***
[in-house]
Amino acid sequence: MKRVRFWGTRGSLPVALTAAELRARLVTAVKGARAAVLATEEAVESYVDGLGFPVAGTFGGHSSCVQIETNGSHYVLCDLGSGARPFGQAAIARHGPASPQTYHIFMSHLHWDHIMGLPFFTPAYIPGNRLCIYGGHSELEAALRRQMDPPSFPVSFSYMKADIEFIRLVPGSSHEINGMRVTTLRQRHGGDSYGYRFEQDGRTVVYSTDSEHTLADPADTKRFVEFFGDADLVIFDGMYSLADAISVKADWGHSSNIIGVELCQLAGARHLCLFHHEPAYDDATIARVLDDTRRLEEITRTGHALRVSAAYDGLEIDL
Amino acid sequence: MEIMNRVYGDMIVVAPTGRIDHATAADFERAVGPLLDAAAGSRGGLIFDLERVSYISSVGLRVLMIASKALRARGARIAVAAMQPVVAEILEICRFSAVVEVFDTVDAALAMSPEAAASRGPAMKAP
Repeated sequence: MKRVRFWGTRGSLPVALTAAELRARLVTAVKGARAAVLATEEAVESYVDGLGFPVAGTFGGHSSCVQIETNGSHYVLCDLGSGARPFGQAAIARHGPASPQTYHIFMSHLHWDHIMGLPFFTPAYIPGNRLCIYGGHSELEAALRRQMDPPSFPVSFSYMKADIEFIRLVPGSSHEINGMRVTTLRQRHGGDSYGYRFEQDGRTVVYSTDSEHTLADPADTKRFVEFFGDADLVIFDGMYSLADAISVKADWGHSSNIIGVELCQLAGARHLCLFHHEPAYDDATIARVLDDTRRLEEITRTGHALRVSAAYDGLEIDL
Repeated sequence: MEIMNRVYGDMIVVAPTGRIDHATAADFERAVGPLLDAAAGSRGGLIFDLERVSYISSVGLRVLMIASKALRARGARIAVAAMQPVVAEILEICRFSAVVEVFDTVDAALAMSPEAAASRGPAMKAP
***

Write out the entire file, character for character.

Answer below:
[in-house]
Amino acid sequence: MKRVRFWGTRGSLPVALTAAELRARLVTAVKGARAAVLATEEAVESYVDGLGFPVAGTFGGHSSCVQIETNGSHYVLCDLGSGARPFGQAAIARHGPASPQTYHIFMSHLHWDHIMGLPFFTPAYIPGNRLCIYGGHSELEAALRRQMDPPSFPVSFSYMKADIEFIRLVPGSSHEINGMRVTTLRQRHGGDSYGYRFEQDGRTVVYSTDSEHTLADPADTKRFVEFFGDADLVIFDGMYSLADAISVKADWGHSSNIIGVELCQLAGARHLCLFHHEPAYDDATIARVLDDTRRLEEITRTGHALRVSAAYDGLEIDL
Amino acid sequence: MEIMNRVYGDMIVVAPTGRIDHATAADFERAVGPLLDAAAGSRGGLIFDLERVSYISSVGLRVLMIASKALRARGARIAVAAMQPVVAEILEICRFSAVVEVFDTVDAALAMSPEAAASRGPAMKAP
Repeated sequence: MKRVRFWGTRGSLPVALTAAELRARLVTAVKGARAAVLATEEAVESYVDGLGFPVAGTFGGHSSCVQIETNGSHYVLCDLGSGARPFGQAAIARHGPASPQTYHIFMSHLHWDHIMGLPFFTPAYIPGNRLCIYGGHSELEAALRRQMDPPSFPVSFSYMKADIEFIRLVPGSSHEINGMRVTTLRQRHGGDSYGYRFEQDGRTVVYSTDSEHTLADPADTKRFVEFFGDADLVIFDGMYSLADAISVKADWGHSSNIIGVELCQLAGARHLCLFHHEPAYDDATIARVLDDTRRLEEITRTGHALRVSAAYDGLEIDL
Repeated sequence: MEIMNRVYGDMIVVAPTGRIDHATAADFERAVGPLLDAAAGSRGGLIFDLERVSYISSVGLRVLMIASKALRARGARIAVAAMQPVVAEILEICRFSAVVEVFDTVDAALAMSPEAAASRGPAMKAP